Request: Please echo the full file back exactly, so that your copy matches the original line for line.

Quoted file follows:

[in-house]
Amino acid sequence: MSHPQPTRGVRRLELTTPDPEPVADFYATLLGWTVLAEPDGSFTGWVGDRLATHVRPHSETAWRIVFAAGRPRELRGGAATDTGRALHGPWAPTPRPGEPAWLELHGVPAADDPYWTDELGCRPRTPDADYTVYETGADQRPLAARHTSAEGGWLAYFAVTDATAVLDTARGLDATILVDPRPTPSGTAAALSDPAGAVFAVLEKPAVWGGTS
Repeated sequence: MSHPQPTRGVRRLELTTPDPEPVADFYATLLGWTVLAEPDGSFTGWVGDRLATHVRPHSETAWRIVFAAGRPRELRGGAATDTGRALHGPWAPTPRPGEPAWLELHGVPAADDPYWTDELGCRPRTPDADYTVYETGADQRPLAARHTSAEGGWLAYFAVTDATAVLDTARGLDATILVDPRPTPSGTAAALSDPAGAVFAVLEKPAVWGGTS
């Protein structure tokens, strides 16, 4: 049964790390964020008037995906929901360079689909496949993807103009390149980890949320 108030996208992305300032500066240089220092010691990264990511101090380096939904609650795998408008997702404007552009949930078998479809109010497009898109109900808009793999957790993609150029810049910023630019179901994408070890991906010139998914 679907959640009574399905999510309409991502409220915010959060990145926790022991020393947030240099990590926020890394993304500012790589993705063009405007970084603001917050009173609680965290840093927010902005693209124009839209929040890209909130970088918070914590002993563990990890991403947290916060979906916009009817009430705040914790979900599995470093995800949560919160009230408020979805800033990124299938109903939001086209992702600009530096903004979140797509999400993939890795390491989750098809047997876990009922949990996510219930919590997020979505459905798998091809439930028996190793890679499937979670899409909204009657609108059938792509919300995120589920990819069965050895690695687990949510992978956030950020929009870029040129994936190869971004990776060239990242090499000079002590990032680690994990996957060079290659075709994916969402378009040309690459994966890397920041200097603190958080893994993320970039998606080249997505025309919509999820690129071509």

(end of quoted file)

[in-house]
Amino acid sequence: MSHPQPTRGVRRLELTTPDPEPVADFYATLLGWTVLAEPDGSFTGWVGDRLATHVRPHSETAWRIVFAAGRPRELRGGAATDTGRALHGPWAPTPRPGEPAWLELHGVPAADDPYWTDELGCRPRTPDADYTVYETGADQRPLAARHTSAEGGWLAYFAVTDATAVLDTARGLDATILVDPRPTPSGTAAALSDPAGAVFAVLEKPAVWGGTS
Repeated sequence: MSHPQPTRGVRRLELTTPDPEPVADFYATLLGWTVLAEPDGSFTGWVGDRLATHVRPHSETAWRIVFAAGRPRELRGGAATDTGRALHGPWAPTPRPGEPAWLELHGVPAADDPYWTDELGCRPRTPDADYTVYETGADQRPLAARHTSAEGGWLAYFAVTDATAVLDTARGLDATILVDPRPTPSGTAAALSDPAGAVFAVLEKPAVWGGTS
């Protein structure tokens, strides 16, 4: 049964790390964020008037995906929901360079689909496949993807103009390149980890949320 108030996208992305300032500066240089220092010691990264990511101090380096939904609650795998408008997702404007552009949930078998479809109010497009898109109900808009793999957790993609150029810049910023630019179901994408070890991906010139998914 679907959640009574399905999510309409991502409220915010959060990145926790022991020393947030240099990590926020890394993304500012790589993705063009405007970084603001917050009173609680965290840093927010902005693209124009839209929040890209909130970088918070914590002993563990990890991403947290916060979906916009009817009430705040914790979900599995470093995800949560919160009230408020979805800033990124299938109903939001086209992702600009530096903004979140797509999400993939890795390491989750098809047997876990009922949990996510219930919590997020979505459905798998091809439930028996190793890679499937979670899409909204009657609108059938792509919300995120589920990819069965050895690695687990949510992978956030950020929009870029040129994936190869971004990776060239990242090499000079002590990032680690994990996957060079290659075709994916969402378009040309690459994966890397920041200097603190958080893994993320970039998606080249997505025309919509999820690129071509």